My blog post about chicken feet, which last Wednesday migrated to print, gave a number of readers occasion to reflect on the Gullah-Geechee tradition of enjoying the same portion of the bird.
The trick to eating feet, according to a Gullah-speaking caller who left a message on Life Editor Teresa Taylor’s voicemail, is avoiding the toenails.
Maverick Southern Kitchens chef Frank Lee concurred in an e-mail, describing the local dish as tender-cooked chicken feet surrounded by potatoes. “Just chew ‘em up and spit out the toenails,” he writes (he also sent along this photo of stock-making at SNOB.)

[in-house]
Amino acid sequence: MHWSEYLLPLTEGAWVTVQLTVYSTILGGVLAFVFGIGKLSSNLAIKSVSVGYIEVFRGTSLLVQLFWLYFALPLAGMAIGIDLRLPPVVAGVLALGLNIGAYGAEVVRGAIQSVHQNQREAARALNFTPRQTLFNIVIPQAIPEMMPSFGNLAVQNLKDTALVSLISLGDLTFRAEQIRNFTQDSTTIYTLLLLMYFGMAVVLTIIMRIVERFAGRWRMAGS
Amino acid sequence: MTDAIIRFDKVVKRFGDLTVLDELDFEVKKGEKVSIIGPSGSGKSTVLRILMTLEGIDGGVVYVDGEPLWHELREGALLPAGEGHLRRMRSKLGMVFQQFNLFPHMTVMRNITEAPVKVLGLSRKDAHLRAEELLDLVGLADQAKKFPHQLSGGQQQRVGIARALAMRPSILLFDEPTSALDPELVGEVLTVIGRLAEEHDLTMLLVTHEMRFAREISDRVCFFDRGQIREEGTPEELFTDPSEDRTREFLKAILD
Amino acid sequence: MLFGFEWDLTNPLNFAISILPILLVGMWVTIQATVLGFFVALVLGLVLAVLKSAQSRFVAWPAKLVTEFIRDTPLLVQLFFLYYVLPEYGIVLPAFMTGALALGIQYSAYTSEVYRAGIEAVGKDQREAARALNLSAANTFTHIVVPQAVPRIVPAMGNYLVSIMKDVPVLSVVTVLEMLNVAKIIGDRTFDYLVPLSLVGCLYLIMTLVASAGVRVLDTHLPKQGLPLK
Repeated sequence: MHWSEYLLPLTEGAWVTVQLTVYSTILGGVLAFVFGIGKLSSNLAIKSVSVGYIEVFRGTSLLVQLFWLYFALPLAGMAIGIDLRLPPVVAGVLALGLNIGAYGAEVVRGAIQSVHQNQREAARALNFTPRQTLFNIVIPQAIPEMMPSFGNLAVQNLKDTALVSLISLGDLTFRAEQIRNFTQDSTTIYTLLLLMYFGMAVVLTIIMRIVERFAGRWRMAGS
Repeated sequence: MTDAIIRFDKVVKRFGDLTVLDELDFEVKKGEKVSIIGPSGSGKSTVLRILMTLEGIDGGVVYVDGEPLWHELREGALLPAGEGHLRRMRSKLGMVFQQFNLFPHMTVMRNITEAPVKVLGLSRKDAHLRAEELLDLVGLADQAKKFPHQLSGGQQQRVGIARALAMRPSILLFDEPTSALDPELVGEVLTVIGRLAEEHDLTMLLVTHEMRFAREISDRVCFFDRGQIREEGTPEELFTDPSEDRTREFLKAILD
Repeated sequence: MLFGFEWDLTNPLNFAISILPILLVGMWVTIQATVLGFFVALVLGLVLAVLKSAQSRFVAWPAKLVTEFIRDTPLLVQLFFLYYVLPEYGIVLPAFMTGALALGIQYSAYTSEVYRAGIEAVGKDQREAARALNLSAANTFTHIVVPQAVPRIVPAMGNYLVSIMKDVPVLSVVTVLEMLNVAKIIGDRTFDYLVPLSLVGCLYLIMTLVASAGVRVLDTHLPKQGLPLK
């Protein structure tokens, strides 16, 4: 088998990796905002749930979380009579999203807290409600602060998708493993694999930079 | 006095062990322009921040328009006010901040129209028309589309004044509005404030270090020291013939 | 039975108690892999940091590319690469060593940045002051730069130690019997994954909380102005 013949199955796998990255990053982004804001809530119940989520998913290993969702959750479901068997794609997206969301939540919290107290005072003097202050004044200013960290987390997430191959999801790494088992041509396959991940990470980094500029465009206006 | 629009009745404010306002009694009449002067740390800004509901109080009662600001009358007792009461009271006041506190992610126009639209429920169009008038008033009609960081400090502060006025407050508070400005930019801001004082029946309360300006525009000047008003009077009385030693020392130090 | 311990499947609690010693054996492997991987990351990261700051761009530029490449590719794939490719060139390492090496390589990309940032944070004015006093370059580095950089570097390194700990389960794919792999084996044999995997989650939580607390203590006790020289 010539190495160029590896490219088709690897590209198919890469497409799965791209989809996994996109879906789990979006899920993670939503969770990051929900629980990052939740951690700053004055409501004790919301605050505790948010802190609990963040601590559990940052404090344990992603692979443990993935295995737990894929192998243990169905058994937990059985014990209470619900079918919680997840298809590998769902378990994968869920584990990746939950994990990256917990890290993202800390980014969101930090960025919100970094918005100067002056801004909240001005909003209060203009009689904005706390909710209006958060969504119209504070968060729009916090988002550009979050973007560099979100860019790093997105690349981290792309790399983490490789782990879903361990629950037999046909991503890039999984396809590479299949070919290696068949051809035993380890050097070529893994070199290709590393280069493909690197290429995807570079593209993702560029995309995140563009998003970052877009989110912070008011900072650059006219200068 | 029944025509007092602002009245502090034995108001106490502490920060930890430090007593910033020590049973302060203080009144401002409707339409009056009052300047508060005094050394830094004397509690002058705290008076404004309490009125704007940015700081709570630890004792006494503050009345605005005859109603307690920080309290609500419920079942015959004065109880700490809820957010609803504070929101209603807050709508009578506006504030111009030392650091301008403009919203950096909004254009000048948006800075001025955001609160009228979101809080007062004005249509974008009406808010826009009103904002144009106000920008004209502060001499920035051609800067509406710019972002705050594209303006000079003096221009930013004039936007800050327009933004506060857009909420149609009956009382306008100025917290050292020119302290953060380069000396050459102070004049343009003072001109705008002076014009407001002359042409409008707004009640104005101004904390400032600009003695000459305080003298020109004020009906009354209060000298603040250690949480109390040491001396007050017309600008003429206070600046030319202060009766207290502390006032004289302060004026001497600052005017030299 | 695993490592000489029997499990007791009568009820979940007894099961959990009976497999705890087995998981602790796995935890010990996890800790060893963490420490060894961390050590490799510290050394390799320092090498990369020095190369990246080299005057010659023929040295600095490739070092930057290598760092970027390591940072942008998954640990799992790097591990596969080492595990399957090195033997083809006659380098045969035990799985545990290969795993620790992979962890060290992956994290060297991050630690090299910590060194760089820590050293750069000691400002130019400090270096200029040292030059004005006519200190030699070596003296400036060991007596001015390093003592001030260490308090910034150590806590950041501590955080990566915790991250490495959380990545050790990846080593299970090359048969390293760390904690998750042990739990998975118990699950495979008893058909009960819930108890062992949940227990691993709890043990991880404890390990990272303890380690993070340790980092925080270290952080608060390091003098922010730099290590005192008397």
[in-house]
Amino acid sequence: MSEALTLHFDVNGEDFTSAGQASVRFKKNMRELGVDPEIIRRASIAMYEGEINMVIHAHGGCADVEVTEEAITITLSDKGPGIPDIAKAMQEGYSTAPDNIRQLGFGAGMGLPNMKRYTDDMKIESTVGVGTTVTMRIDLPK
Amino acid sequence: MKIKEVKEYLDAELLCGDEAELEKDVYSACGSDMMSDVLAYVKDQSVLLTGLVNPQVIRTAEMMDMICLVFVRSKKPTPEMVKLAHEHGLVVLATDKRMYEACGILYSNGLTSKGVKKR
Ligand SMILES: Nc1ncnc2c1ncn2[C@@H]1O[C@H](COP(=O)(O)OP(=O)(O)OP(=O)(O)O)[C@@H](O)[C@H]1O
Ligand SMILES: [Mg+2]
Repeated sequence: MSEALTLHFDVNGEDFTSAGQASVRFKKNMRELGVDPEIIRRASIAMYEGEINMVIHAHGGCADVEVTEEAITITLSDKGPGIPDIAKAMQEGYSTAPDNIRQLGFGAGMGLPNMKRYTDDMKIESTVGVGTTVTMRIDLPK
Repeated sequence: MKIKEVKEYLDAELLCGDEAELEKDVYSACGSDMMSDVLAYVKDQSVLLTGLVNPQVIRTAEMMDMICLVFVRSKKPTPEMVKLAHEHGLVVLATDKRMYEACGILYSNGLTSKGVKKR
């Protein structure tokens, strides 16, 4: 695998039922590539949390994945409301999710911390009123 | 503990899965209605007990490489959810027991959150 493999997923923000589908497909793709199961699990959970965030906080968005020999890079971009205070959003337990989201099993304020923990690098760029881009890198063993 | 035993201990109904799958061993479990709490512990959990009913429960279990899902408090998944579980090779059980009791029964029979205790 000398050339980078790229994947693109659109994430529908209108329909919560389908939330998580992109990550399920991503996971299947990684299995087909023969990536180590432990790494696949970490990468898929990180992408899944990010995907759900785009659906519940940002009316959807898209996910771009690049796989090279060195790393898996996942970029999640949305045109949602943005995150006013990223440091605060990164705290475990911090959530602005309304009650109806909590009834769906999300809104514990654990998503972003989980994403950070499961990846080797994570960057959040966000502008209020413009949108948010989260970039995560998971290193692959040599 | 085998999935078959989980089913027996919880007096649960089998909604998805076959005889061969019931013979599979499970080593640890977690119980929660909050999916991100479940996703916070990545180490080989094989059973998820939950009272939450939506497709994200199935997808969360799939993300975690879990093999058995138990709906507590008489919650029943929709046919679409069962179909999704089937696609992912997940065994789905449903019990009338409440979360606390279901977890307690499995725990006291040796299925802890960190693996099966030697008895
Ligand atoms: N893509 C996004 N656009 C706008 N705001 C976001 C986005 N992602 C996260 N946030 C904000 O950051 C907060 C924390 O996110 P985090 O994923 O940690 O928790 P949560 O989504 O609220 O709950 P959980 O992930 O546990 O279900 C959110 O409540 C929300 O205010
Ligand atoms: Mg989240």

Although I’ve eaten my share of chicken feet, I’ve never encountered cooked feet with untrimmed toenails. And while there’s plenty of online information about the use of chicken feet in hoodoo and voodoo – apparently there was a brief rage in New Orleans for hanging the protective symbol from rearview mirrors – there are scant references to chicken feet in Gullah cooking. I couldn’t find a single mention of how to deal with toenails when preparing them.
There are numerous online recipes for Caribbean chicken feet soup, which would presumably have some overlap with Gullah cuisine. Yet the recipes I found were very clear that the toenails should be removed.
I’m starting to get the feeling this is question the Internet can’t answer, but perhaps you can: Are you familiar with the Gullah dish? What do I need to know about toenails?